Writing is a labor of love
I’m a little on the shy side. Promoting myself on the Internet and publishing a website and blog do not come natural. I’m also not one to voice strong opinions. I’m always worried about offending someone. Besides what could I possibly have to say to the world (or at least to the thirty some people who may have stumbled on this site) that will keep them coming back for more?
When I was pregnant with my first child I used to try an imagine what my baby might look like. Would it be a boy or a girl? Would he have 10 fingers and toes. Would I love him or her?
Birthing a novel is similar. I carried the story with me for nine months, while I painstakingly typed it. When the final words were written, and it was ready to be born, I grew anxious. Did the plot line make sense? Was it poorly written? Would the reader grow bored? Would they love it?
All babies must come into this world at some point, and although there are plenty of self-help books, there are no parenting manuals. From time to time you hear about easy labors, but most of the women I know, including myself, had long first labors.
So it is with writing and publishing a novel.
For your book to be “born,” you must either self-publish, find a publisher, or find a literary agent, who finds a publisher. I have decided to start with a literary agent. But convincing an agent to request my manuscript requires hard labor, and the outcome is uncertain.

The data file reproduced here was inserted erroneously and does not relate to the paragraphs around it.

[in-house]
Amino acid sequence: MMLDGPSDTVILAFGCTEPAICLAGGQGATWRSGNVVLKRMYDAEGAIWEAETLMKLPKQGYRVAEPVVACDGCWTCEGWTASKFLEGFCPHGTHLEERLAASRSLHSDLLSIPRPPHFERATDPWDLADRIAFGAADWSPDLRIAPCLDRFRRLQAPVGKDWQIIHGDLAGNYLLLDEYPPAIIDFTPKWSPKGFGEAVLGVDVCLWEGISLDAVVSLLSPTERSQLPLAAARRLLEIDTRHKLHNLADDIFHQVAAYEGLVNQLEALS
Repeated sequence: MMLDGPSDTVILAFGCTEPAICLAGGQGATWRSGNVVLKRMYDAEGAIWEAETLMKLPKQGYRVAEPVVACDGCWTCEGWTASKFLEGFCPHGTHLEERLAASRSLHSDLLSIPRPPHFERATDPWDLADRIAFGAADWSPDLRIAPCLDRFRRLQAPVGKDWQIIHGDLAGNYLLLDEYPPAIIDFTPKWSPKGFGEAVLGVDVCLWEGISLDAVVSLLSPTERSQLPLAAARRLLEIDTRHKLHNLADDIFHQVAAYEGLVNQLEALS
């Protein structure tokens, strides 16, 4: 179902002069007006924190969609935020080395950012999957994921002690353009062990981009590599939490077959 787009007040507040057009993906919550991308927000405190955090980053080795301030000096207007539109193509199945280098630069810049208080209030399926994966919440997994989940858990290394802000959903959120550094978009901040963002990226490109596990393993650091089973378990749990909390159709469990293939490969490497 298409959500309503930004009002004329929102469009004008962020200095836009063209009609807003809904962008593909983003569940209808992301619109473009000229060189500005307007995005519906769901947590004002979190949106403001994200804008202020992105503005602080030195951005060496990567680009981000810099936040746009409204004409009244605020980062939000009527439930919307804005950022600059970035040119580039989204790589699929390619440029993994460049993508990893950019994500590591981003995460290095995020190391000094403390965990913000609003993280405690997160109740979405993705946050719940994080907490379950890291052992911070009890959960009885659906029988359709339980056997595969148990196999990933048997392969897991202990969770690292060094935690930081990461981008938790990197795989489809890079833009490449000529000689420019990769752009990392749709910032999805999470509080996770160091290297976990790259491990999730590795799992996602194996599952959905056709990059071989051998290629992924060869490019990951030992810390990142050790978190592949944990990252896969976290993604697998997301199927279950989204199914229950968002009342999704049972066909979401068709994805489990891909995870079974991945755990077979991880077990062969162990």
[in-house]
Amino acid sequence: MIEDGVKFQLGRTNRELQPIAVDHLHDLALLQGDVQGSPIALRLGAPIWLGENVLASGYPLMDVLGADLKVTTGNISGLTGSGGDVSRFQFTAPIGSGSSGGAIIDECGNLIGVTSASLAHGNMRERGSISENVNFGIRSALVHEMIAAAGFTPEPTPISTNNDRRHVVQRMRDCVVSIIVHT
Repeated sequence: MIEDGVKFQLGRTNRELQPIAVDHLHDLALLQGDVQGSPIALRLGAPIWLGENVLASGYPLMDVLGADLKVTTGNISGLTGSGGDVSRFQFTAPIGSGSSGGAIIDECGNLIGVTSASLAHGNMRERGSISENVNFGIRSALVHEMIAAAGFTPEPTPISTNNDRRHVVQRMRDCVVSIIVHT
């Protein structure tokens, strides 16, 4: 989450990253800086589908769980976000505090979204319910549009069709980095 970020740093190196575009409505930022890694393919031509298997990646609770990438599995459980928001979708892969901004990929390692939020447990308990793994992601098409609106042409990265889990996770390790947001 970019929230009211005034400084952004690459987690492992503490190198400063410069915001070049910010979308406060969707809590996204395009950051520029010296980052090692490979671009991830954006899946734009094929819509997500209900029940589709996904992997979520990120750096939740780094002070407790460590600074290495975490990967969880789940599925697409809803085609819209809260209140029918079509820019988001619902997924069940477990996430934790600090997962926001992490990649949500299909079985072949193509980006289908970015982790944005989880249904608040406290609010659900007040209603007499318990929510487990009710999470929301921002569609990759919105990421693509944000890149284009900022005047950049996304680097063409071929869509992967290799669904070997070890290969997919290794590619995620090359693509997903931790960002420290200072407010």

I’m finding that part of parenting a novel is developing patience…a LOT of it. And that’s not easy. It also requires confidence and daring. You have to put yourself out there, over and over again, and make yourself vulnerable to criticism. You have to develop an Internet presence and blog, even if you aren’t certain you have anything to say. You have to be brave, try new things and face the unknown.
It requires discipline to work on the next novel, even though the first is unpublished. I don’t want to make the same mistakes twice. I have rewritten my query letter at least five times. But with each rewrite, I see improvement. With each step forward, I learn something new, something that will make me a better writer and hopefully, a better person.
In September, I’ll be sending my first child off to college. For 17 beautiful years, we’ve loved, disciplined, molded and shaped him into the wonderful young man he has become. You always wonder if the choices you are making as a parent are the best ones for you and your child. There are no guarantees.
The same is true for your book. You hope to send your novel off into the world, ready to amaze and wow readers. You hope you have made good writing choices along the way. There are no guarantees. But you hope that when it finally makes its way into the hands of readers, they will love it as much as you do.